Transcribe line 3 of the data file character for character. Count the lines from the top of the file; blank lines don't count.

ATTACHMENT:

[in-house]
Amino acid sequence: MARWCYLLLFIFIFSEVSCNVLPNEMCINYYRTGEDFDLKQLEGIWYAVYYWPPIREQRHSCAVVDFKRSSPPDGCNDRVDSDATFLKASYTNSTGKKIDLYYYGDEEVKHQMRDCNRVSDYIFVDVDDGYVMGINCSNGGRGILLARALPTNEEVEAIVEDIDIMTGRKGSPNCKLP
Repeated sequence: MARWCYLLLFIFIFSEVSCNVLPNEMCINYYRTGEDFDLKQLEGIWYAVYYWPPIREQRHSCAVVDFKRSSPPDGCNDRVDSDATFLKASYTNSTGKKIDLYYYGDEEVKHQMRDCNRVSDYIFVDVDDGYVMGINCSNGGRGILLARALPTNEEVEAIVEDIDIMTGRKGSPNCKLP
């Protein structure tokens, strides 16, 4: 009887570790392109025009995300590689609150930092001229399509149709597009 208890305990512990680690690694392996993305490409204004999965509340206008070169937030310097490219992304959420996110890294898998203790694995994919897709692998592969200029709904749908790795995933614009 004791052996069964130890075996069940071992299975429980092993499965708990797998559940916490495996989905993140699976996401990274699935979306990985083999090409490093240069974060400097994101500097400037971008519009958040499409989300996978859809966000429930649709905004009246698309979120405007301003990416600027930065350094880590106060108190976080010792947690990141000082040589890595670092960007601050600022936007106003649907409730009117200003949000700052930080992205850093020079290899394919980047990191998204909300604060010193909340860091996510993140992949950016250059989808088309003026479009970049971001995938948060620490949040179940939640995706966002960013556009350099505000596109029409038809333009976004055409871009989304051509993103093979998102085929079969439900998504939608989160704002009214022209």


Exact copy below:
Repeated sequence: MARWCYLLLFIFIFSEVSCNVLPNEMCINYYRTGEDFDLKQLEGIWYAVYYWPPIREQRHSCAVVDFKRSSPPDGCNDRVDSDATFLKASYTNSTGKKIDLYYYGDEEVKHQMRDCNRVSDYIFVDVDDGYVMGINCSNGGRGILLARALPTNEEVEAIVEDIDIMTGRKGSPNCKLP